Newolo’s VirtualCoach is based on the ideas of cognitive behavioural therapy CBT. (Photo: Newolo) Newolo’s VirtualCoach is based on the ideas of cognitive behavioural therapy CBT. (Photo: Newolo)

Professional coaches are provided with an online toolkit to monitor users’ progress and give feedback. Coaching and wellness services providers can also resell the virtual coaching program as part of their own service offering.

“Currently the market is focused on measuring the body and there aren’t many services that are aimed to developing emotional life and cognitive skills. We offer a unique combination of mental fitness and soft skills training,” says Juutilainen.

“There are similar services that offer reactive treatments [when problems have already appeared] but there isn’t anyone else on the preventive side.”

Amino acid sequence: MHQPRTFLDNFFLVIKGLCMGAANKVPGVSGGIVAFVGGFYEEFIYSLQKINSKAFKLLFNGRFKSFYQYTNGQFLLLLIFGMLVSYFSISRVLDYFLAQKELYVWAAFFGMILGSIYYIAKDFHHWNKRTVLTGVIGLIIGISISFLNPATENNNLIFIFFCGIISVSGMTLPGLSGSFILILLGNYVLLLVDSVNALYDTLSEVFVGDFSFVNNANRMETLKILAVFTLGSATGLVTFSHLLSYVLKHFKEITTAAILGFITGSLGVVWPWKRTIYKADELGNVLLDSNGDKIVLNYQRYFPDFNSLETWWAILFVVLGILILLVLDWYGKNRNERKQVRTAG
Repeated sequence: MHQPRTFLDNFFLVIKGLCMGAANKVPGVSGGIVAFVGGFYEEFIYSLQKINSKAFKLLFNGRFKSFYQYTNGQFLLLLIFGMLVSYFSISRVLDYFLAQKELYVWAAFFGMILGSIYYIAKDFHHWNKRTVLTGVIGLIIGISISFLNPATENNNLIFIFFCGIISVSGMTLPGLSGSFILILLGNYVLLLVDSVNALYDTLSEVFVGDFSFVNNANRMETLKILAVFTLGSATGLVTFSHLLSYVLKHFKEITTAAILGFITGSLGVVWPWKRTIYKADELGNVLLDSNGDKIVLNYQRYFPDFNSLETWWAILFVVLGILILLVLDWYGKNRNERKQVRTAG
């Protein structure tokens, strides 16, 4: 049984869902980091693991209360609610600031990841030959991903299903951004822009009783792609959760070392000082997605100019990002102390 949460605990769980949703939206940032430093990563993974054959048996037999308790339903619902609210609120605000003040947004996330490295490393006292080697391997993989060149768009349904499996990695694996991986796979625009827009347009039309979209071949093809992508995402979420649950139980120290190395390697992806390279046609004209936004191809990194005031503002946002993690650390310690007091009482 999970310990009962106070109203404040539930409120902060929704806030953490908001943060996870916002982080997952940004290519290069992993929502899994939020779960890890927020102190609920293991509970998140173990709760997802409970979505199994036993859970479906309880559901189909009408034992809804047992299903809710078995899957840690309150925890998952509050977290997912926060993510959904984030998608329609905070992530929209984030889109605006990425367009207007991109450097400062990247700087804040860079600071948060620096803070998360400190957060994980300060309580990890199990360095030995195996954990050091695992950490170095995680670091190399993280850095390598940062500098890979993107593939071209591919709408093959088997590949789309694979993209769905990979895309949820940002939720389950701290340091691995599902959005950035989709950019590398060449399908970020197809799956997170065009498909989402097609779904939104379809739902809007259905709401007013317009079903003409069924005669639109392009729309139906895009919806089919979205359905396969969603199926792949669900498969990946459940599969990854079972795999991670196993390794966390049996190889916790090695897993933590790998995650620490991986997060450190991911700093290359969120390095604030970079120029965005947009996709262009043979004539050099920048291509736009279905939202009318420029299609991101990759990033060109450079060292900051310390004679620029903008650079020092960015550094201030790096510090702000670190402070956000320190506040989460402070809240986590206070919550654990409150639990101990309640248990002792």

In early April Newolo took on a new market and opened up the service for individual users. Anyone can sign-up and use the service for a fee.

Go West

The company feels the market is only in its infancy as the importance of emotional skills in work life are becoming better known. One sign of this is the German ZPP certificate Newolo received in July. It means the company’s services are recognised by the German health insurance system and Newolo has become the first Finnish company to attain it.

The next step for Newolo is strengthening its partner network across Europe. The company has resellers in Austria and Germany and is discussing with potential partners in the UK.

“Western countries are our primary target market at the moment as it takes a lot more cultural localisation to go to Asia,” Juutilainen concludes. “But as a startup we have learnt to go where the markets are. There is no point setting our plans in stone.”